VP Americas {[Geography].[All Geography], When Sales are made in South
(Continued…) [Geography].[All Geography].[North America], America then the condition will change
[Geography].[All Geography].[South America]} to include this continent
VP International Except({[Geography].Members}, Using the Except function allows us to
{[Geography].[All Geography].[North America]}) exclude North America which is easier
than trying to write all the Continents
that the VP International is in charge of

MD North America {[Geography].[All Geography], Using the .Children function lets the
[Geography].[All Geography].[North America], Managing Director of North America
[Geography].[All Geography].[North view the countries within his/her
America].Children} Continent.
{[Geography].[All Geography], If the managing director is also wanting
[Geography].[All Geography].[North America], to see the cities with the best sales
descendents([Geography].[All Geography].[North then the Descendants function is the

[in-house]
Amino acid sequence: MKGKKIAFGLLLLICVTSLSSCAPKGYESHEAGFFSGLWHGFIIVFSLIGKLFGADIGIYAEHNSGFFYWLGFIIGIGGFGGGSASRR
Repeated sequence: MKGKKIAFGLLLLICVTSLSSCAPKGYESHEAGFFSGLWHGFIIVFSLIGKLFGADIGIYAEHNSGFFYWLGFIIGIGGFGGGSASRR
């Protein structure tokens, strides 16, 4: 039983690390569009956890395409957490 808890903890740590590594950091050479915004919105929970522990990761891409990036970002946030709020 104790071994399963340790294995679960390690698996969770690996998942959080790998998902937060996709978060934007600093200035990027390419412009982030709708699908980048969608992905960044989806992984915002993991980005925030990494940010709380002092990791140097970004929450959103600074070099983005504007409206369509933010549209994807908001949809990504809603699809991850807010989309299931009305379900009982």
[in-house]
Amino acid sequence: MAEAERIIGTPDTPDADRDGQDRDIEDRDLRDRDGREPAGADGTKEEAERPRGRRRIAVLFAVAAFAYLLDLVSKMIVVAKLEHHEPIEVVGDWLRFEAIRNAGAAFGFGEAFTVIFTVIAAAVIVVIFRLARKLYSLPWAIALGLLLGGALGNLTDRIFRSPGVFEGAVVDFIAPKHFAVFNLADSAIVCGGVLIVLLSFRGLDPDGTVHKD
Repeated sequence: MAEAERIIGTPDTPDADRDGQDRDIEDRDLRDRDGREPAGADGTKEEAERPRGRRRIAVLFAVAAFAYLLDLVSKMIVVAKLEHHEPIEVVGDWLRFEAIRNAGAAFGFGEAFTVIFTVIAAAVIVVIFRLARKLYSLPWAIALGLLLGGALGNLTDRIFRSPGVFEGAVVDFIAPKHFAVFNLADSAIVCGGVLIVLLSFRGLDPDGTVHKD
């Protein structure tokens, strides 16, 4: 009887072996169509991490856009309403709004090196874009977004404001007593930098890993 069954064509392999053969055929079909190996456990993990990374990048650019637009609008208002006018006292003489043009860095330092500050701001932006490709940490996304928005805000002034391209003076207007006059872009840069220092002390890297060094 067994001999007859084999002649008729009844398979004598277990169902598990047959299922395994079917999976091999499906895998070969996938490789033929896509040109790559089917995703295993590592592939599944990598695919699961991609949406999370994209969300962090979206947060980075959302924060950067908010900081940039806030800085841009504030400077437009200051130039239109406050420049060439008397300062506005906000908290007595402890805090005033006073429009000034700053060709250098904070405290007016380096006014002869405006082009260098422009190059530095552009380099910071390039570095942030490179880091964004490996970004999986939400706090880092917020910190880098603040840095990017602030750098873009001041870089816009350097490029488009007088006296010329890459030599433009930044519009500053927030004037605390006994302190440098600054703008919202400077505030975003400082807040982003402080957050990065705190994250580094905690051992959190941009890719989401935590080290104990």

America]) } easiest way to give rights to many
lower levels
{[Geography].[All Geography].[North America], To deny permission to the All level then
Geography].[All Geography].[North you can write an expression that does
America].Children} not include it.
MD Africa {[Geography].[All Geography].[Africa], Equivalent expression for Africa
Geography].[All Geography].[Africa].Children}
MD Asia {[Geography].[All Geography].[Asia], Equivalent expression for Asia
Geography].[All Geography].[Asia].Children}
MD {[Geography].[All Geography].[Australia/Pacific], Equivalent expression for Australia /
Australia/Pacific Geography].[All Geography]. Pacific
MD Europe {[Geography].[All Geography].[Europe], Equivalent expression for Europe
Geography].[All Geography].[Europe].Children}
SM Germany (*) {[Geography].[All This MDX condition excludes the
Geography].[Europe].[Germany], higher level Continent
SM United States {[Geography].[All Geography].[North This MDX condition excludes the